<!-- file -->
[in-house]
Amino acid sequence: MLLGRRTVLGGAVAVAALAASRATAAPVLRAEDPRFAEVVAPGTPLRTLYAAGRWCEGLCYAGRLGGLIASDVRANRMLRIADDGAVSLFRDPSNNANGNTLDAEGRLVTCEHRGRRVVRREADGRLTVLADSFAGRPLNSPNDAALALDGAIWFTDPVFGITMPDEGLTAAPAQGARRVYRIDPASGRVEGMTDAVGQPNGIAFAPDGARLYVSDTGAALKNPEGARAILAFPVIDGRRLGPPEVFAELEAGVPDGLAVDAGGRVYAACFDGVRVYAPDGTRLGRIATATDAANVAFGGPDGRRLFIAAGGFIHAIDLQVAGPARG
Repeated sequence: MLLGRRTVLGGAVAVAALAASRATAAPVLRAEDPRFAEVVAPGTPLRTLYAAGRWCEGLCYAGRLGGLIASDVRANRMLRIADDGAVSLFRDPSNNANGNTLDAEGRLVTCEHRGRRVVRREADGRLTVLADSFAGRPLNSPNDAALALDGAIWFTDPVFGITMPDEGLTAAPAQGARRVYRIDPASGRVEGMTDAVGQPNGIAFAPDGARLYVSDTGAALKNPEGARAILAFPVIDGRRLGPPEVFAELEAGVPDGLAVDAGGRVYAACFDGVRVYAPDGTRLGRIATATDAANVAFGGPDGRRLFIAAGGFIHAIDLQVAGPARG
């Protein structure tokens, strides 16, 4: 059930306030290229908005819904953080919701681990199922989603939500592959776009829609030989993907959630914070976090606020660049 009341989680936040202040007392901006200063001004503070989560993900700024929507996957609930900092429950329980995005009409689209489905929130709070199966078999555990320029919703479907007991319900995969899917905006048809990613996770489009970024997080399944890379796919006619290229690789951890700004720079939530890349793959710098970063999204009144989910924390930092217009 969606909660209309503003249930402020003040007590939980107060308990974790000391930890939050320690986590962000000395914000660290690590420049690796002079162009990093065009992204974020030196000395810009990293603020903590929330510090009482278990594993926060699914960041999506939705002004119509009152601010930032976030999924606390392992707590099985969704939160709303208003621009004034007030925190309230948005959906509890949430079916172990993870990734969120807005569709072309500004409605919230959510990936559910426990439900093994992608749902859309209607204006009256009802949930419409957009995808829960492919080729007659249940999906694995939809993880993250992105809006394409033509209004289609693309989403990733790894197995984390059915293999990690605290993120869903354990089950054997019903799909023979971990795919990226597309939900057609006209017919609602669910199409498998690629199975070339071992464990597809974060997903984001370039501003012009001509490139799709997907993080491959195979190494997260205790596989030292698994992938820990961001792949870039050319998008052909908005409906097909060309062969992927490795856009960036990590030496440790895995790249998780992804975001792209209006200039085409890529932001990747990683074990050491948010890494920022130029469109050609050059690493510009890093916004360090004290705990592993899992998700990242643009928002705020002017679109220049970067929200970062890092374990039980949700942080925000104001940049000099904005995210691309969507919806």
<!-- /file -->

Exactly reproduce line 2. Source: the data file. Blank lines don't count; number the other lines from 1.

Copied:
Amino acid sequence: MLLGRRTVLGGAVAVAALAASRATAAPVLRAEDPRFAEVVAPGTPLRTLYAAGRWCEGLCYAGRLGGLIASDVRANRMLRIADDGAVSLFRDPSNNANGNTLDAEGRLVTCEHRGRRVVRREADGRLTVLADSFAGRPLNSPNDAALALDGAIWFTDPVFGITMPDEGLTAAPAQGARRVYRIDPASGRVEGMTDAVGQPNGIAFAPDGARLYVSDTGAALKNPEGARAILAFPVIDGRRLGPPEVFAELEAGVPDGLAVDAGGRVYAACFDGVRVYAPDGTRLGRIATATDAANVAFGGPDGRRLFIAAGGFIHAIDLQVAGPARG